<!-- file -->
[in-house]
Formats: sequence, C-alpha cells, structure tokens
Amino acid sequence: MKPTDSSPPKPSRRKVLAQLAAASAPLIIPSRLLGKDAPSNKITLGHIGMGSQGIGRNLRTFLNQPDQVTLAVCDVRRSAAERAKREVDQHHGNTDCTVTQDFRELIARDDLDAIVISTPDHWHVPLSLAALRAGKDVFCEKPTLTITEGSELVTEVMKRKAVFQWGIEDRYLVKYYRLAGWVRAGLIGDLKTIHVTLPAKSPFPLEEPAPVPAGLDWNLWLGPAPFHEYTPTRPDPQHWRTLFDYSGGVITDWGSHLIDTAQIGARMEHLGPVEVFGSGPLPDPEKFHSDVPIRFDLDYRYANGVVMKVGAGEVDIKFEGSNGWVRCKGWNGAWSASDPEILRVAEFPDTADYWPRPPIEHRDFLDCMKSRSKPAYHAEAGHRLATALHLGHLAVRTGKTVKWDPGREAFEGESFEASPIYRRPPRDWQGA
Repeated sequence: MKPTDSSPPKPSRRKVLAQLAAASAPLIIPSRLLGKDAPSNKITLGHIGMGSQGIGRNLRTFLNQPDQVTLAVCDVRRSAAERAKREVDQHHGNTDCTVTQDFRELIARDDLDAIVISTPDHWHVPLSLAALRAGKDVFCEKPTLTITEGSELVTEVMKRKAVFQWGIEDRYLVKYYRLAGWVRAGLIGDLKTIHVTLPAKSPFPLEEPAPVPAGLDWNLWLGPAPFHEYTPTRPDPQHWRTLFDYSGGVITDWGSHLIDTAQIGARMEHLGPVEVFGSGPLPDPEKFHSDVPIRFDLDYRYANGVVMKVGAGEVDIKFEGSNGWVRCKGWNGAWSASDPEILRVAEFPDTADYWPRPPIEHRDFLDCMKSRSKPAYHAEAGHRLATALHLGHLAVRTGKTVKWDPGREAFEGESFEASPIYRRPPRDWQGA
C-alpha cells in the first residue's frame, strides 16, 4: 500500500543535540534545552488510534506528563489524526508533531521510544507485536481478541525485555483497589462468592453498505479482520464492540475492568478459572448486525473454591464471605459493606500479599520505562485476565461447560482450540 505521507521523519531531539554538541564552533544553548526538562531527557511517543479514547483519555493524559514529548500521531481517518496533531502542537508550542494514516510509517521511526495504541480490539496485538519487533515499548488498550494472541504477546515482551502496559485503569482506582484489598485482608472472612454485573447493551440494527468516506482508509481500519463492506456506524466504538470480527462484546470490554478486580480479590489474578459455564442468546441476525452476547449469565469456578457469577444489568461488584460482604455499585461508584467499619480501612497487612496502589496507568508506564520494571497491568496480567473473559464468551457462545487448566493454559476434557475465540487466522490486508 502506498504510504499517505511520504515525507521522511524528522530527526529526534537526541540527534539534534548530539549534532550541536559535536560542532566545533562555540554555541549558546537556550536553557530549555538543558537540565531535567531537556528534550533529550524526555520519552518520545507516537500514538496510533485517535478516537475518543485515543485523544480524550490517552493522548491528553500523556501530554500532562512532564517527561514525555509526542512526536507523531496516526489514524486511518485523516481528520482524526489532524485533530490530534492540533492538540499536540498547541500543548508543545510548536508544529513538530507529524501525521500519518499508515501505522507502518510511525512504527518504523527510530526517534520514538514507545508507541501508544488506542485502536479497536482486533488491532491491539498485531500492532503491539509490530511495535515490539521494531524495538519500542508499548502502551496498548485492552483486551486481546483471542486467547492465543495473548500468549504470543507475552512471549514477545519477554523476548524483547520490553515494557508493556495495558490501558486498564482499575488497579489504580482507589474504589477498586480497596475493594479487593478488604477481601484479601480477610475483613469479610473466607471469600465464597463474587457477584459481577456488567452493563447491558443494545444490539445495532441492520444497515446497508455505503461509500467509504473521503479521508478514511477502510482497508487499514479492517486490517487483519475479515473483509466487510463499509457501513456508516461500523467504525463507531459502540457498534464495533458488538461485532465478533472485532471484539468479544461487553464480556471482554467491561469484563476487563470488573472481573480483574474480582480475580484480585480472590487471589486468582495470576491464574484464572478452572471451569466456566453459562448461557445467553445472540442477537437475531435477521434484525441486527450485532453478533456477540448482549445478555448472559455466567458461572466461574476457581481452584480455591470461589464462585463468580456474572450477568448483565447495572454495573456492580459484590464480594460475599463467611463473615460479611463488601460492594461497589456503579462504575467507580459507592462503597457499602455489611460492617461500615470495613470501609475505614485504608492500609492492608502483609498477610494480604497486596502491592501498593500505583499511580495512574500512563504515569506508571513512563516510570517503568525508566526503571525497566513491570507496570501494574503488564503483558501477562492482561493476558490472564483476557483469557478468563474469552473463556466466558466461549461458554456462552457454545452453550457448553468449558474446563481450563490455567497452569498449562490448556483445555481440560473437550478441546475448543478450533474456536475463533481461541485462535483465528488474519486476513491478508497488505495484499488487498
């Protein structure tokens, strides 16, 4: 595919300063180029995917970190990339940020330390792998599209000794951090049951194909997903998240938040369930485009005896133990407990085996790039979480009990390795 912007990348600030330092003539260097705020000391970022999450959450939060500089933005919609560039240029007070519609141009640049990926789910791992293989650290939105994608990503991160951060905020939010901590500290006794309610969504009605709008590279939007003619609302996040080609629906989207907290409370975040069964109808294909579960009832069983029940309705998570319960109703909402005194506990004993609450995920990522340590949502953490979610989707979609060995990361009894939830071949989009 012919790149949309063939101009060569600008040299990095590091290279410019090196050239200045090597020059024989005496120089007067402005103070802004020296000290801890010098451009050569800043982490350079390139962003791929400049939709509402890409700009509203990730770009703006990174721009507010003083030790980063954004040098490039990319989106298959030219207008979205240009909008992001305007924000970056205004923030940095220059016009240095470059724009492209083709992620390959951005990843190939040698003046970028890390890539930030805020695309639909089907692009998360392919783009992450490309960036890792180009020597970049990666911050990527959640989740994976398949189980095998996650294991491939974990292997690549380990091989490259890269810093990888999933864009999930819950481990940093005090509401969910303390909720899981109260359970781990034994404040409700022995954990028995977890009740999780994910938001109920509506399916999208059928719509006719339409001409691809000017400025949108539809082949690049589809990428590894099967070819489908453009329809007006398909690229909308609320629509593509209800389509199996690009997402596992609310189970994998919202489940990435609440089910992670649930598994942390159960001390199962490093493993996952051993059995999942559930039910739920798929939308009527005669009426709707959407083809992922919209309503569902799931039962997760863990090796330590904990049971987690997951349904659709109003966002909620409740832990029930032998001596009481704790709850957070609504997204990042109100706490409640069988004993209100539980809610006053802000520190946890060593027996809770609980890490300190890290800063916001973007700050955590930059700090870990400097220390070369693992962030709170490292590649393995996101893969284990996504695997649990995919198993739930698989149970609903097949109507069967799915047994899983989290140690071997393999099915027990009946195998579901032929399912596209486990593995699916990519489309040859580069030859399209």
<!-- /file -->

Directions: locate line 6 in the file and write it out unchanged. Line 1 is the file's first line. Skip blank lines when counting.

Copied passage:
């Protein structure tokens, strides 16, 4: 595919300063180029995917970190990339940020330390792998599209000794951090049951194909997903998240938040369930485009005896133990407990085996790039979480009990390795 912007990348600030330092003539260097705020000391970022999450959450939060500089933005919609560039240029007070519609141009640049990926789910791992293989650290939105994608990503991160951060905020939010901590500290006794309610969504009605709008590279939007003619609302996040080609629906989207907290409370975040069964109808294909579960009832069983029940309705998570319960109703909402005194506990004993609450995920990522340590949502953490979610989707979609060995990361009894939830071949989009 012919790149949309063939101009060569600008040299990095590091290279410019090196050239200045090597020059024989005496120089007067402005103070802004020296000290801890010098451009050569800043982490350079390139962003791929400049939709509402890409700009509203990730770009703006990174721009507010003083030790980063954004040098490039990319989106298959030219207008979205240009909008992001305007924000970056205004923030940095220059016009240095470059724009492209083709992620390959951005990843190939040698003046970028890390890539930030805020695309639909089907692009998360392919783009992450490309960036890792180009020597970049990666911050990527959640989740994976398949189980095998996650294991491939974990292997690549380990091989490259890269810093990888999933864009999930819950481990940093005090509401969910303390909720899981109260359970781990034994404040409700022995954990028995977890009740999780994910938001109920509506399916999208059928719509006719339409001409691809000017400025949108539809082949690049589809990428590894099967070819489908453009329809007006398909690229909308609320629509593509209800389509199996690009997402596992609310189970994998919202489940990435609440089910992670649930598994942390159960001390199962490093493993996952051993059995999942559930039910739920798929939308009527005669009426709707959407083809992922919209309503569902799931039962997760863990090796330590904990049971987690997951349904659709109003966002909620409740832990029930032998001596009481704790709850957070609504997204990042109100706490409640069988004993209100539980809610006053802000520190946890060593027996809770609980890490300190890290800063916001973007700050955590930059700090870990400097220390070369693992962030709170490292590649393995996101893969284990996504695997649990995919198993739930698989149970609903097949109507069967799915047994899983989290140690071997393999099915027990009946195998579901032929399912596209486990593995699916990519489309040859580069030859399209």